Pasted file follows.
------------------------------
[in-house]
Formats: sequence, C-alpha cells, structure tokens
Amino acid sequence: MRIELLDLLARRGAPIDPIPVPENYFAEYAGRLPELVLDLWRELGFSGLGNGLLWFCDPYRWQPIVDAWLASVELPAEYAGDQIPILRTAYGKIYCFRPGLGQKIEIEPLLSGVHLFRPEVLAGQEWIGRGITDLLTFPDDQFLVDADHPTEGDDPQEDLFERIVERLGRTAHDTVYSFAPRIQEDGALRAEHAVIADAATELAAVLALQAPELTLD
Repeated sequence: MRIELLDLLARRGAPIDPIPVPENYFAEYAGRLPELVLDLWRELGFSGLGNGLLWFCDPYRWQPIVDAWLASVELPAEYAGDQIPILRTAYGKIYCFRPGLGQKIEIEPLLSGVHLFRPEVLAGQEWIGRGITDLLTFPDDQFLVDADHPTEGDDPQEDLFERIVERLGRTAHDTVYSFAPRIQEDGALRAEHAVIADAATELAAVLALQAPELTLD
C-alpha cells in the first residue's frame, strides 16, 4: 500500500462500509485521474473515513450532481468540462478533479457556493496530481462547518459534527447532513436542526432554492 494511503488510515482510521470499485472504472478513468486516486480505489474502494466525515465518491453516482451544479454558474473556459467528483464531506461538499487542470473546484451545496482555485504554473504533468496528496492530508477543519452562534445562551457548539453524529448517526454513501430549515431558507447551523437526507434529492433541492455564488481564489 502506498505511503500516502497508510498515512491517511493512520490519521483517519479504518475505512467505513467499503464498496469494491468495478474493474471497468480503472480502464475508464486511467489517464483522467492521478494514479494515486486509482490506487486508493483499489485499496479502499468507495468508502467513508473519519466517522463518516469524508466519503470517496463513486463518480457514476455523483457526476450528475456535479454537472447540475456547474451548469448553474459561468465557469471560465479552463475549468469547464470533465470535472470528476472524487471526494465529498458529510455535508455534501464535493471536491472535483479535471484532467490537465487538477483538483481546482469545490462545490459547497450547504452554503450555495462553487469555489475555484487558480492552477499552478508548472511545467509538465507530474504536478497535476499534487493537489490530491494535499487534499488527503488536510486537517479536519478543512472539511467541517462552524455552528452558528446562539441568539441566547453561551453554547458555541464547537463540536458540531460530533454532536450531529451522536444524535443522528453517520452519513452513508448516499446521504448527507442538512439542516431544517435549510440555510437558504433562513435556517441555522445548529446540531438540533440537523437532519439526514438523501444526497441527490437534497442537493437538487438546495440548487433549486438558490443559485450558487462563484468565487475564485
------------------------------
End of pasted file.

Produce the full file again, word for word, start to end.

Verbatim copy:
[in-house]
Formats: sequence, C-alpha cells, structure tokens
Amino acid sequence: MRIELLDLLARRGAPIDPIPVPENYFAEYAGRLPELVLDLWRELGFSGLGNGLLWFCDPYRWQPIVDAWLASVELPAEYAGDQIPILRTAYGKIYCFRPGLGQKIEIEPLLSGVHLFRPEVLAGQEWIGRGITDLLTFPDDQFLVDADHPTEGDDPQEDLFERIVERLGRTAHDTVYSFAPRIQEDGALRAEHAVIADAATELAAVLALQAPELTLD
Repeated sequence: MRIELLDLLARRGAPIDPIPVPENYFAEYAGRLPELVLDLWRELGFSGLGNGLLWFCDPYRWQPIVDAWLASVELPAEYAGDQIPILRTAYGKIYCFRPGLGQKIEIEPLLSGVHLFRPEVLAGQEWIGRGITDLLTFPDDQFLVDADHPTEGDDPQEDLFERIVERLGRTAHDTVYSFAPRIQEDGALRAEHAVIADAATELAAVLALQAPELTLD
C-alpha cells in the first residue's frame, strides 16, 4: 500500500462500509485521474473515513450532481468540462478533479457556493496530481462547518459534527447532513436542526432554492 494511503488510515482510521470499485472504472478513468486516486480505489474502494466525515465518491453516482451544479454558474473556459467528483464531506461538499487542470473546484451545496482555485504554473504533468496528496492530508477543519452562534445562551457548539453524529448517526454513501430549515431558507447551523437526507434529492433541492455564488481564489 502506498505511503500516502497508510498515512491517511493512520490519521483517519479504518475505512467505513467499503464498496469494491468495478474493474471497468480503472480502464475508464486511467489517464483522467492521478494514479494515486486509482490506487486508493483499489485499496479502499468507495468508502467513508473519519466517522463518516469524508466519503470517496463513486463518480457514476455523483457526476450528475456535479454537472447540475456547474451548469448553474459561468465557469471560465479552463475549468469547464470533465470535472470528476472524487471526494465529498458529510455535508455534501464535493471536491472535483479535471484532467490537465487538477483538483481546482469545490462545490459547497450547504452554503450555495462553487469555489475555484487558480492552477499552478508548472511545467509538465507530474504536478497535476499534487493537489490530491494535499487534499488527503488536510486537517479536519478543512472539511467541517462552524455552528452558528446562539441568539441566547453561551453554547458555541464547537463540536458540531460530533454532536450531529451522536444524535443522528453517520452519513452513508448516499446521504448527507442538512439542516431544517435549510440555510437558504433562513435556517441555522445548529446540531438540533440537523437532519439526514438523501444526497441527490437534497442537493437538487438546495440548487433549486438558490443559485450558487462563484468565487475564485